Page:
I agree with Horace…..AGAIN, the only ones who win are Attorneys !! This is THE major cause for our homeowners insurance premiums skyrocketing. Shady attorneys and water restoration companies filing lawsuits with insurance carriers without even giving the insurance companies a chance. It’s called AOB ( Assignment of Benefits ) and they’ve figured out a loop hole to jack up the claim causing insurance companies to either raise rates for us all OR leave the state entirely !! It’s disgusting and MUST STOP

  9. Eric Firestone | October 10, 2017 at 9:26 am | Reply

    I disagree. The actual lawsuit aims at a main concern – the concern is that FPL has charged everyone a “STORM SURGE” charge, claiming that the money collected was to be allocated toward protecting the system from such outages. I do not live in one of those areas where vegetation is over abundant. In fact, my area has all of our lines underground, yet I still lost power for several days. Although we tried to eat most food in our fridge, we were still left having to throw away and replenish quite a bit. FEMA provided no remuneration, as we missed the cut off by one day. FPL has provided no remuneration, so I ask – where is all that money going? Did it go to all the outsourced companies that came to assist with our repairs? If so, that’s not maying our structure more sound. Furthermore – I was out power for several days this past month and have had intermittent ac because of the storm, personal issue, but somehow my bill only went down $70. There is an issue when you are a monopoly provider and you fail so many of your customers. Finally, I leave you with another thought – areas that had gas provided by the city, were left uninterrupted because the city had good infrastructure; the water and sewer department was also uniterrupted – good infrastructure; FPL, the only private provider, for profit, failed thousands of customers.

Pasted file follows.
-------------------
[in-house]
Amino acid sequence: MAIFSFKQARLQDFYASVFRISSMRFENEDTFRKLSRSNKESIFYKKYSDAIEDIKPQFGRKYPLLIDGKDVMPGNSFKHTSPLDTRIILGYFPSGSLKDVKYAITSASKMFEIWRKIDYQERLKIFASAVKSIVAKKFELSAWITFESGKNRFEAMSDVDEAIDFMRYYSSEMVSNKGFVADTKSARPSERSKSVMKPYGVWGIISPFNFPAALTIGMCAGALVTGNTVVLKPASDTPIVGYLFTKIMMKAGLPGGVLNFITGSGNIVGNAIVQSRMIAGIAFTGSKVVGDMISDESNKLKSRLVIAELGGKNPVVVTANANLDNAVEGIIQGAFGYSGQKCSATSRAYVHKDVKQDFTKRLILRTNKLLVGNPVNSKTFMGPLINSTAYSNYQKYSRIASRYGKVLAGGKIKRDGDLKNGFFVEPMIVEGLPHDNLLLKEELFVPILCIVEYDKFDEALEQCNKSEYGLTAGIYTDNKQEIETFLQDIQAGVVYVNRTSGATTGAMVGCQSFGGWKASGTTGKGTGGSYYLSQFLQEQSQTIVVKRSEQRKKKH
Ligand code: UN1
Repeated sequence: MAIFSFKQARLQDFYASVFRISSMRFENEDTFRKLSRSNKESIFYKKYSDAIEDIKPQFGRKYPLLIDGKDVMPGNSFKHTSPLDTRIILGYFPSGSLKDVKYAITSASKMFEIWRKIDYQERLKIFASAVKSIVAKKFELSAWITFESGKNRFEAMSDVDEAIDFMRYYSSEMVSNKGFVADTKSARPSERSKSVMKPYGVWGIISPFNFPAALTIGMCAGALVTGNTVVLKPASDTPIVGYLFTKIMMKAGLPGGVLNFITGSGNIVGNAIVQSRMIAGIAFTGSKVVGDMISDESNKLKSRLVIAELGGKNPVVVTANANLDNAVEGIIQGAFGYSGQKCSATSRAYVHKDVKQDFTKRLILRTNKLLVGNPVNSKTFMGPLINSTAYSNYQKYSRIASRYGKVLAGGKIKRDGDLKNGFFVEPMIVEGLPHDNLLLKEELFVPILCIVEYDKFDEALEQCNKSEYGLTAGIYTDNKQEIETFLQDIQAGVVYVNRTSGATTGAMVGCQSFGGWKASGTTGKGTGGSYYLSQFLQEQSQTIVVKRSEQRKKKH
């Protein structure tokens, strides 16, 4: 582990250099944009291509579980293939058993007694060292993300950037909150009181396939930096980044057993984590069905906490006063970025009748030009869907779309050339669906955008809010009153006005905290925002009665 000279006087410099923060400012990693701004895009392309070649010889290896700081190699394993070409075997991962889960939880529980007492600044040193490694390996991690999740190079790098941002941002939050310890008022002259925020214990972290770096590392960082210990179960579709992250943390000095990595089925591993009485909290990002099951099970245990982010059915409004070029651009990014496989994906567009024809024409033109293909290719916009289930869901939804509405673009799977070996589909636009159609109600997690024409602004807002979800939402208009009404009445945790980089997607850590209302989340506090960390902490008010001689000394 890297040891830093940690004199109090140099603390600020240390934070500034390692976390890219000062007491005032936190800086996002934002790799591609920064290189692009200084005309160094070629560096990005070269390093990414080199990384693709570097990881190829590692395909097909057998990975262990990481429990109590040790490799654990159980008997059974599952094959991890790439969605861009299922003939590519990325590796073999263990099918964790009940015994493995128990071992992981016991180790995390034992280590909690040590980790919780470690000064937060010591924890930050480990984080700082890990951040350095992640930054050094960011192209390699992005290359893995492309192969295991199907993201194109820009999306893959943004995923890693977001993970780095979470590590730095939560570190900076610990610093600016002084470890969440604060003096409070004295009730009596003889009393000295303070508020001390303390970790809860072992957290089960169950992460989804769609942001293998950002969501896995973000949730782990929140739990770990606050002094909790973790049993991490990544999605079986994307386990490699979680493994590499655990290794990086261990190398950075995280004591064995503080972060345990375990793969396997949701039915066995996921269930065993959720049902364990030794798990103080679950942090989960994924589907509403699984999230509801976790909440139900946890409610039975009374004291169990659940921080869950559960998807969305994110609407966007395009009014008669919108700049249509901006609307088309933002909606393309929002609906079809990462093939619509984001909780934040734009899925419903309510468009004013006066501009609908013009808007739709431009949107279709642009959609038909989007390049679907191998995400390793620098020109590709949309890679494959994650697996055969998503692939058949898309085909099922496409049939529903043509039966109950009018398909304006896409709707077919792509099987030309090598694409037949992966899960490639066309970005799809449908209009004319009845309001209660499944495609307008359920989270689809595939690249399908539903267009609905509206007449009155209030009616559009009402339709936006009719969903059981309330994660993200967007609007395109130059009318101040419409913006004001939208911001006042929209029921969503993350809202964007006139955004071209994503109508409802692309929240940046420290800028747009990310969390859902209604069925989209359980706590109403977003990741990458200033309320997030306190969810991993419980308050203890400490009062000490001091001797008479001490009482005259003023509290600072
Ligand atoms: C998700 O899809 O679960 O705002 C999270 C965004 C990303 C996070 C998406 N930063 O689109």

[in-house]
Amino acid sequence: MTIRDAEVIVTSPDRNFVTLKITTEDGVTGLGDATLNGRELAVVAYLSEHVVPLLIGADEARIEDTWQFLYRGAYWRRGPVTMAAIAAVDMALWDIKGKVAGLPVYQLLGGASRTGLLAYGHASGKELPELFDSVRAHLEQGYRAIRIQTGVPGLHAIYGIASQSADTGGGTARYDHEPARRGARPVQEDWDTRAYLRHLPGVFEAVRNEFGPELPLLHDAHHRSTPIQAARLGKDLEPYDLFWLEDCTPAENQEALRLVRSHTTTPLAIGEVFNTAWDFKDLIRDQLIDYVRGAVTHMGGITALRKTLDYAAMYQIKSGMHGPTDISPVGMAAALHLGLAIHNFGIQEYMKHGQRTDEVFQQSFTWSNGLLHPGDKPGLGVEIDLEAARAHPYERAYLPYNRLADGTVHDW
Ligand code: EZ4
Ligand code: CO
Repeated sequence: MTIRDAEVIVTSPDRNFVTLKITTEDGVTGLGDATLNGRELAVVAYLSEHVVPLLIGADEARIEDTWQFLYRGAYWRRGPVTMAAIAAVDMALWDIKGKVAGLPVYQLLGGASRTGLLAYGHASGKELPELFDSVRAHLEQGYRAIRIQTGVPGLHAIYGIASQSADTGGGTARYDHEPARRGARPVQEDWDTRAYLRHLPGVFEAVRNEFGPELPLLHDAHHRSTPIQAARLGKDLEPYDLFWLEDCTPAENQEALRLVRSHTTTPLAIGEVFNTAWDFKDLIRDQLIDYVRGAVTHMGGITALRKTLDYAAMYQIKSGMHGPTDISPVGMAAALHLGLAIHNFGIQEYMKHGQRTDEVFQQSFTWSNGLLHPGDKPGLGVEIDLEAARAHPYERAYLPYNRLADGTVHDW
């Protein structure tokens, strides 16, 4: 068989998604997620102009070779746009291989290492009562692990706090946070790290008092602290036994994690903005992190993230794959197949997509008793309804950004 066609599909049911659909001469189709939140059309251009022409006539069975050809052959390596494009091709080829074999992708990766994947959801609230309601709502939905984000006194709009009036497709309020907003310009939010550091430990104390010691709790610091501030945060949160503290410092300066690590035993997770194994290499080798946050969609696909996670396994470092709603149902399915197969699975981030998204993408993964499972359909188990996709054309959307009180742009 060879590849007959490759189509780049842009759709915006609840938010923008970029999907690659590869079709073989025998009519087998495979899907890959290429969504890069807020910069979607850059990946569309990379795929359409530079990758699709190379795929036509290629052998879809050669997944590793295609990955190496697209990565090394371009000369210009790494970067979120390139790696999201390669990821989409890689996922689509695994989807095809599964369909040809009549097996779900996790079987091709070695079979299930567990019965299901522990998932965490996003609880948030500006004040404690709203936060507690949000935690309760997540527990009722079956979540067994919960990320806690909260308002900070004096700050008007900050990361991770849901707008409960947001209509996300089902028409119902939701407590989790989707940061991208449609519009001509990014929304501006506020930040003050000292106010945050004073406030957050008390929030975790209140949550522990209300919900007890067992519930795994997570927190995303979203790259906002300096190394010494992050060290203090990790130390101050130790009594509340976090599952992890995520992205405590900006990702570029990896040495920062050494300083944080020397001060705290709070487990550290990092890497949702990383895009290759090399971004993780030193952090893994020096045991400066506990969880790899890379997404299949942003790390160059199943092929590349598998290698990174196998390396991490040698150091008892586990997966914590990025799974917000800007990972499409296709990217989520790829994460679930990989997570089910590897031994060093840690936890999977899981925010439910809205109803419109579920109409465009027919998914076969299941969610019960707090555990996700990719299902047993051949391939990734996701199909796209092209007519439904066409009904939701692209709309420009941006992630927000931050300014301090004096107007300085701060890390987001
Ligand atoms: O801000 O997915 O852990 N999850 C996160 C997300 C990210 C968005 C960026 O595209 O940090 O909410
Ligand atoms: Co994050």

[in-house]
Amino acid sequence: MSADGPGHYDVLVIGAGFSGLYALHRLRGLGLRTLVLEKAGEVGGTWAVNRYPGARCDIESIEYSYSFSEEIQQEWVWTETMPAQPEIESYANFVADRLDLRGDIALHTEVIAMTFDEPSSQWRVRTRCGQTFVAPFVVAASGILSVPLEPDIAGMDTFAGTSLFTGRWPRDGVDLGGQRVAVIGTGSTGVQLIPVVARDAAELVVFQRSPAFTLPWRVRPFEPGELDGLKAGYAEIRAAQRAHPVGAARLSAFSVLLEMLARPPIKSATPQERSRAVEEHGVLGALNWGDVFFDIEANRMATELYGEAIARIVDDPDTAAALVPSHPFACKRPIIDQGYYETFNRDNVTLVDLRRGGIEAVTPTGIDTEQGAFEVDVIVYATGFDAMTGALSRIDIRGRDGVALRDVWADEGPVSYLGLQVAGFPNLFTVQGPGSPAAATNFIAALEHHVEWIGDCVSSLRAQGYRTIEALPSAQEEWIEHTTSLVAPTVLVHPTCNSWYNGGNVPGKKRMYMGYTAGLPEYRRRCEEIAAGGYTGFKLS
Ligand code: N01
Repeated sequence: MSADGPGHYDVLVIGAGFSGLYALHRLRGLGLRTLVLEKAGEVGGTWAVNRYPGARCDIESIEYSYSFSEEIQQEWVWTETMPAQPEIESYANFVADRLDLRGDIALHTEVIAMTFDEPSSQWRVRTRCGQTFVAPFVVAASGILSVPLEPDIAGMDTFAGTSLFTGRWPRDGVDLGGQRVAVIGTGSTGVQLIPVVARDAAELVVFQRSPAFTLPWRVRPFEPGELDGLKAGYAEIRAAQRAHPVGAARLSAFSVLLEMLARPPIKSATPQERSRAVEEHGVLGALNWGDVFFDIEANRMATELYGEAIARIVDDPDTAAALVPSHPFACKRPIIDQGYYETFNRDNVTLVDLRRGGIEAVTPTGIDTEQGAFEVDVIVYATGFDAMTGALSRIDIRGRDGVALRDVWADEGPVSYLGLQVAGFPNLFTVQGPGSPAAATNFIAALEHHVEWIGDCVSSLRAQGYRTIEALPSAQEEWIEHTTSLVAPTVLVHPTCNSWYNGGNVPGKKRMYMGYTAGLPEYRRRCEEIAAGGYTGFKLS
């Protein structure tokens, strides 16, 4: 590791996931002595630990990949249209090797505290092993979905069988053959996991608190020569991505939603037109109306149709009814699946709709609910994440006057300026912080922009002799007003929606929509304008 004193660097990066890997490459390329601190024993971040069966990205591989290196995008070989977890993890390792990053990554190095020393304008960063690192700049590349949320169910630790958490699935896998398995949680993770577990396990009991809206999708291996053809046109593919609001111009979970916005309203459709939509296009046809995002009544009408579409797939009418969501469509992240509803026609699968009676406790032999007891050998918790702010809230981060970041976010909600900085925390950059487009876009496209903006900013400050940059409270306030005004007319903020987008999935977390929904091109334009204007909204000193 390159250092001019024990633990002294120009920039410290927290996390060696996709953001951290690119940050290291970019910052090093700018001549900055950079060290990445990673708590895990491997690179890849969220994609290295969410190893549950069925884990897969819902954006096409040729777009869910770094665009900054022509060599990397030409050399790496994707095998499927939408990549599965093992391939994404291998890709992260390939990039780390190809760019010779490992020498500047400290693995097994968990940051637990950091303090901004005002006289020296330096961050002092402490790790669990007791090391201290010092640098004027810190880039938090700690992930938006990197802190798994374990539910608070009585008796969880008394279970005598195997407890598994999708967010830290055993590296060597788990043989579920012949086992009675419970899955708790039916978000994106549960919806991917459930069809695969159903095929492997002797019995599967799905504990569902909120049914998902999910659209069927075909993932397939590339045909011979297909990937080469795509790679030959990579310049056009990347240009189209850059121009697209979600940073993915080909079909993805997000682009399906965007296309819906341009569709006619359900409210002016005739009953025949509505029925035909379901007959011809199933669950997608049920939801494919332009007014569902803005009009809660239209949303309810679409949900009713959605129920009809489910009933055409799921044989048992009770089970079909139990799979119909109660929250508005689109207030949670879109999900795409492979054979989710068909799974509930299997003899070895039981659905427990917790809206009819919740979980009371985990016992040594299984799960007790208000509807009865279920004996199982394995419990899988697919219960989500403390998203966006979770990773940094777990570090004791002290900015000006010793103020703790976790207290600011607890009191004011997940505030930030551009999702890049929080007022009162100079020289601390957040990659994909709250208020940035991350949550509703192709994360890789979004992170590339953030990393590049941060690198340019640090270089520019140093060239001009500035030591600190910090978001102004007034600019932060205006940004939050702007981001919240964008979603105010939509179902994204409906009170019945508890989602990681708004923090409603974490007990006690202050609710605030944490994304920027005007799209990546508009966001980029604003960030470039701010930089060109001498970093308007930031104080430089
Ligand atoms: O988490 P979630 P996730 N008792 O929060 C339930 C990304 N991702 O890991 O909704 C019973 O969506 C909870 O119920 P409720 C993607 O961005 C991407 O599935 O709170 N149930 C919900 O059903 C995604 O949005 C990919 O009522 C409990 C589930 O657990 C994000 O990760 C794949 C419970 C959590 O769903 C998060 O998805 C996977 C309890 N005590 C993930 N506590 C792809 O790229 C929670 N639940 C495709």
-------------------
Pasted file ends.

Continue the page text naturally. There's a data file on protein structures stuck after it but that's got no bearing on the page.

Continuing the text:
10. Michael Fleming | October 10, 2017 at 9:35 am | Reply